This blog post goes with my talk at Oxford Geek Nights. It’s about the work I’m doing at Crossref but the talk and this blog post are provided in a personal capacity, and don’t officially represent Crossref. That mostly means I don’t have to use American spelling. Which is fortunate for you, as I’m really bad at accents. What does ‘scholarly’ mean? “Scholarly publications” are things published in pursuit of scholarship.

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Gemini PDA

Which came first? I am, after a lag of a few weeks, finally writing a few words about my Gemini PDA. As tradition, I’m writing it on the device itself. I don’t feel that it’s possible to write a fair review after a short amount of time. I’ve had my BlackBerry Passport, my current phone, for about 4 years and I only just feel qualified to start mulling it. My imaginary review, when I get round to it, will say that on balance, it’s a very good phone with a nice keyboard, great sound, and that you should have bought one in 2014.

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Welcome

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Today marks the release of the Digital Folk report, a study into the way that folk music is being played and shared in the digital age. The report opens with a timeline of some of the tools available and their history. It reminded me that Folk Tune Finder is ten years old this year - the folktunefinder.com domain was registered at half past nine in the morning on the 27th of January 2008.

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This time last year I came to the conclusion that it’s better to celebrate new year in the summer than the winter. See what you’re dealing with. Get it over with in the daylight where you can see the thing clearly rather than stumbling around for it in the dark and probably knocking it over. And whilst there is something to be said for huddling around a cauldron of mulled wine bubbling on the stove, sacrificing ritual resolutions to ourselves to Do Better This Year so that the sun will rise again, I find that I can see so much further in the daylight.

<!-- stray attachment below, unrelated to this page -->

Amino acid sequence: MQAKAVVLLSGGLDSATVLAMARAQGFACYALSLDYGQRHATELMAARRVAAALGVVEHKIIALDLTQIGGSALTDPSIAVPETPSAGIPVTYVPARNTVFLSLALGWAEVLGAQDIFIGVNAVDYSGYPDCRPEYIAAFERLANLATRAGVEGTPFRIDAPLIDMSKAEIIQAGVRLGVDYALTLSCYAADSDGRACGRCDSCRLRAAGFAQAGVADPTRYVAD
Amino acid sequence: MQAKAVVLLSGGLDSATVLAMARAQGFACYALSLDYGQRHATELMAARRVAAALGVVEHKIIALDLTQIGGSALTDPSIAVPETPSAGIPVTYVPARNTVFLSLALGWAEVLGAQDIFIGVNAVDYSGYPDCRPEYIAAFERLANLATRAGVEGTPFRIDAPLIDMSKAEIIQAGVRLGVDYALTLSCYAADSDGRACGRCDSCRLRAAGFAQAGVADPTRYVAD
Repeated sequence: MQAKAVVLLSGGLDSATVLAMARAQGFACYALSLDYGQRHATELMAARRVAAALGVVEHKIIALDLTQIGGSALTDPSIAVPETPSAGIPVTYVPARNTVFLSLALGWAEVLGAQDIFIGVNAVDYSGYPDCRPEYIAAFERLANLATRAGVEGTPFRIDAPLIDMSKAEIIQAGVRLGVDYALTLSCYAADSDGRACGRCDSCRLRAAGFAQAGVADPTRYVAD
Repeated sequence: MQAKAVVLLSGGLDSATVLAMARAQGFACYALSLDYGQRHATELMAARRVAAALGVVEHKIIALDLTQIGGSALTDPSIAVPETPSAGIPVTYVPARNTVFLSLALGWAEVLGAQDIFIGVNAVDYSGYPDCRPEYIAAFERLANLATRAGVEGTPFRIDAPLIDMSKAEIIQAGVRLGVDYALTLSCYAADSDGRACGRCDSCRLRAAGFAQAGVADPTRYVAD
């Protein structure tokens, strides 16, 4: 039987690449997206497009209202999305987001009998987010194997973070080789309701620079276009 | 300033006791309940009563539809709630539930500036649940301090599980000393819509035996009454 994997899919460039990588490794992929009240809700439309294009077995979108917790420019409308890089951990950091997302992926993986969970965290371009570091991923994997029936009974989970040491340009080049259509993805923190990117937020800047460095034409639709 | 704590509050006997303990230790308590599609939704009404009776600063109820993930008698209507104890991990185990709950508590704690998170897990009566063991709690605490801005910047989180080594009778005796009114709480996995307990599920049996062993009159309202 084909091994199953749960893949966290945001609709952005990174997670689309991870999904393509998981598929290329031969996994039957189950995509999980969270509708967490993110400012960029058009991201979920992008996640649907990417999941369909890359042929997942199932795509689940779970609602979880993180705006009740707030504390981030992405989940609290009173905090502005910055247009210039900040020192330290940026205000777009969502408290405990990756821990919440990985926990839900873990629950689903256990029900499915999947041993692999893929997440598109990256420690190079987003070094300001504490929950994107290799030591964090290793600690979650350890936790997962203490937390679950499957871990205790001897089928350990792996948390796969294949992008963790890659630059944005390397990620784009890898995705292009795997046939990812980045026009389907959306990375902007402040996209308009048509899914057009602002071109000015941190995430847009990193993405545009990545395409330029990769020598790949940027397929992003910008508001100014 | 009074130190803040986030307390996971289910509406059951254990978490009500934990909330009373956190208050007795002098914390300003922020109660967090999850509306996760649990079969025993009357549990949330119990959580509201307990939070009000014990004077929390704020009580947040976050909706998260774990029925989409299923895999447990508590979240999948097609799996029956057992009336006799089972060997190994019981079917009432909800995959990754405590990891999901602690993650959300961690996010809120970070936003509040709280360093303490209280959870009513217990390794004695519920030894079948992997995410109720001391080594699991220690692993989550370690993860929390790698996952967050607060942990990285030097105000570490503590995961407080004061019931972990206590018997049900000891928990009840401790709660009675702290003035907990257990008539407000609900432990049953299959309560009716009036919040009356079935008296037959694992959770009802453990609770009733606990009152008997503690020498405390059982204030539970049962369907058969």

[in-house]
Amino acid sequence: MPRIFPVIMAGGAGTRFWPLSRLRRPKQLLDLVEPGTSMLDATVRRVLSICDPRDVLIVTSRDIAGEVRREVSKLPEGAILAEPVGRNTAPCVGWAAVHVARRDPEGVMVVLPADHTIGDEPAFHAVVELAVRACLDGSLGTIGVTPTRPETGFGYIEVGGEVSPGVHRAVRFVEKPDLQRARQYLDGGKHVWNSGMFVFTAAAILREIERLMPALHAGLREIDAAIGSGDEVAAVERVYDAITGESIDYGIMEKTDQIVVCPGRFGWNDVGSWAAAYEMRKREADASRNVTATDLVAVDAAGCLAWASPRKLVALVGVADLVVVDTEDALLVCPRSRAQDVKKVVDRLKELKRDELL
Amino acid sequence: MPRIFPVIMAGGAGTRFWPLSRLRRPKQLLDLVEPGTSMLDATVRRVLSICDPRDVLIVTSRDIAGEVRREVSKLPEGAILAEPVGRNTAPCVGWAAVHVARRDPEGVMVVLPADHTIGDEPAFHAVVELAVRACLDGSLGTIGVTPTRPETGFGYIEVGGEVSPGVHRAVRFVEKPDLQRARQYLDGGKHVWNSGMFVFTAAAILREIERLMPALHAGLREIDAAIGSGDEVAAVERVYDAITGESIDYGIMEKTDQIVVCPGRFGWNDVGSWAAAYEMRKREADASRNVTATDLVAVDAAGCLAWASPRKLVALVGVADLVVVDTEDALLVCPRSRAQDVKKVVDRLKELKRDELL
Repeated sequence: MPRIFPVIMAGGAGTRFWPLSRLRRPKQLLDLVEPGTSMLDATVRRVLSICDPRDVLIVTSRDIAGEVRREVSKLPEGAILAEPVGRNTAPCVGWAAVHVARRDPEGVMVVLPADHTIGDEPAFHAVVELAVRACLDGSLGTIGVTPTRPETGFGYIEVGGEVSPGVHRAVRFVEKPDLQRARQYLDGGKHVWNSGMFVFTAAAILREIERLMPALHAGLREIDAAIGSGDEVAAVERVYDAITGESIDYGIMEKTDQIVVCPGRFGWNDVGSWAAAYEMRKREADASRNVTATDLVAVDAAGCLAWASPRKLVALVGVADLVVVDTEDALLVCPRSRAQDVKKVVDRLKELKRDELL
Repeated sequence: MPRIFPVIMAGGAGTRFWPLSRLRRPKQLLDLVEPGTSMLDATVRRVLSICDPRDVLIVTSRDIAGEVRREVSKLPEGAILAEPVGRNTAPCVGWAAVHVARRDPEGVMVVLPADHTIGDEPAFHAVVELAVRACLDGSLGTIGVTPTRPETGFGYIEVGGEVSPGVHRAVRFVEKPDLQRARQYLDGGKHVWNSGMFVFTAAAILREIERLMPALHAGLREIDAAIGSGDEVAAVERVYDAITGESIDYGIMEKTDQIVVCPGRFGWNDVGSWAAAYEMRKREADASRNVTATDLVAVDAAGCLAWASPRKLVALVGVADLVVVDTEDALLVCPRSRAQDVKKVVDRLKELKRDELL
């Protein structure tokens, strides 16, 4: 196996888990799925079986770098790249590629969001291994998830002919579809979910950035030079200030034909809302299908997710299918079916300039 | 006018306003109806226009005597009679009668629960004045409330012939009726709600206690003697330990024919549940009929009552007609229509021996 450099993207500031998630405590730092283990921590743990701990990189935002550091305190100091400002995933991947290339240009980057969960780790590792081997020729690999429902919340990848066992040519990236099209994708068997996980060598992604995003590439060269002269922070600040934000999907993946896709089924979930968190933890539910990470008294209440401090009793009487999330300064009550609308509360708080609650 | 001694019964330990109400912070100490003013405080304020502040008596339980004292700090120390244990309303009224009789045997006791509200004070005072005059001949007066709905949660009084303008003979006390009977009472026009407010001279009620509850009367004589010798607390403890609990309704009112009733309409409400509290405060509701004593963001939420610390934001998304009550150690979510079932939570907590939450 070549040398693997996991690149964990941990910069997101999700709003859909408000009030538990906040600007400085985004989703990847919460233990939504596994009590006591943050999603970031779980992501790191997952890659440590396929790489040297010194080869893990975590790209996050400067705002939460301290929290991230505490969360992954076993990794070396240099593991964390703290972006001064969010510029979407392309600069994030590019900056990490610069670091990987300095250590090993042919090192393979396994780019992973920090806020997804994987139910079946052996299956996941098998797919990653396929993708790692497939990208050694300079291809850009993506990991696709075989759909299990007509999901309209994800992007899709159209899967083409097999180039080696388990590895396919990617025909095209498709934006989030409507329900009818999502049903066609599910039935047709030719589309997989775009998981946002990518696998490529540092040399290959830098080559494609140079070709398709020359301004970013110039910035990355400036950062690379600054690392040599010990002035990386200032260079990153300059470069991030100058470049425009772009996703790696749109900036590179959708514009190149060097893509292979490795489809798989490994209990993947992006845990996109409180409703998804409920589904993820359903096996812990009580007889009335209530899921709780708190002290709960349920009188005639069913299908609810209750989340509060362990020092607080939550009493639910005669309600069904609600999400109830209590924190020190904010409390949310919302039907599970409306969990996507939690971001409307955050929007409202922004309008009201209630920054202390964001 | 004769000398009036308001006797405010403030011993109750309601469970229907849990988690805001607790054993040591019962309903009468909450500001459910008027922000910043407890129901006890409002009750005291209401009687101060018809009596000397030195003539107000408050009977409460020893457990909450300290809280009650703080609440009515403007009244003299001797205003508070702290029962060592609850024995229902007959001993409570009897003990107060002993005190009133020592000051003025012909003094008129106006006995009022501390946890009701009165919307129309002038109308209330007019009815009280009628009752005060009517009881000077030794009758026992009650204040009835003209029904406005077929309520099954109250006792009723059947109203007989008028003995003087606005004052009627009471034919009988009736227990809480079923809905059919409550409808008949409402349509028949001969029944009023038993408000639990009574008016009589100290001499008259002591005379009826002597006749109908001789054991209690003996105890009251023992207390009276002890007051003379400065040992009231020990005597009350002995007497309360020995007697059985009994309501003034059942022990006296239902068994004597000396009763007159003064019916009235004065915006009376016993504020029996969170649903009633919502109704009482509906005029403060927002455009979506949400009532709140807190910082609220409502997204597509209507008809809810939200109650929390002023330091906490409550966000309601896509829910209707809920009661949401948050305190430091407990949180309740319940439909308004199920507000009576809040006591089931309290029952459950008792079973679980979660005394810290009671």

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A couple of years ago I fished a large chunk of wood out of the river. It had a very satisfactory heft, oblongularity and poise. A piece of timber solid not only in body, but in character. In short: a perfect doorstep. I spotted it floating in a weir and thought ‘that would make a fine doorstep’. We shan’t dwell on the story of how I hoisted it out of the river and, in exchange, lost my brand new, favourite, and first ever, pair of sunglasses.

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One of my new year’s resolutions is to try and be more intentional about the way I lead my life. That includes a close look at habits and deeply wired-in behaviours. Last year I had the epiphany that whilst chocolate, ginger nuts, IRN BRU and sugary comestibles were very enticing and almost unthinkable to give up, I’m far better off without them in my life. I’ve known this for at least 15 years, but last summer I actually did something about it.

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Snowing now, is it?

My wife sent me an email. It conveyed words to the effect:

It is snowing!

I replied:

Is it now

We make a point of sending each other grammatically ambigious emails.

And that made me realise that in the sentence

“Now it is snowing”

has at least two levels of word-order to contend with.

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Working with colleagues spread across Massachusetts, New York, California, Oxfordshire, London, Britanny, Victoria, Lower Saxony (and that’s when they’re not travelling) means that face-to-face conversations aren’t universally available. Instant messaging is good because it’s the next-best thing to direct contact. With geographical distance comes timezone distance. Before the invention of immediate communication this was a self-correcting problem (most people can’t shout over more than two timezones). Of course, when one simply has to type into a computer (caps-lock for shouting) one must be sensitive to the timezone of one’s correspondent.

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On November 30th 2016, the login feature of FolkTuneFinder.com will be removed, and you will no longer be able to use favourites and group tunelists. One month ago I wrote the a blog post about sign-in on FolkTuneFinder and placed a message on the site. I also put word out on the FolkTuneFinder Facebook page. Since then I have recieved only two messages. There are 5,367 accounts on FolkTuneFinder. Some of them are spam, but some of them are real users who log in and use favourites.

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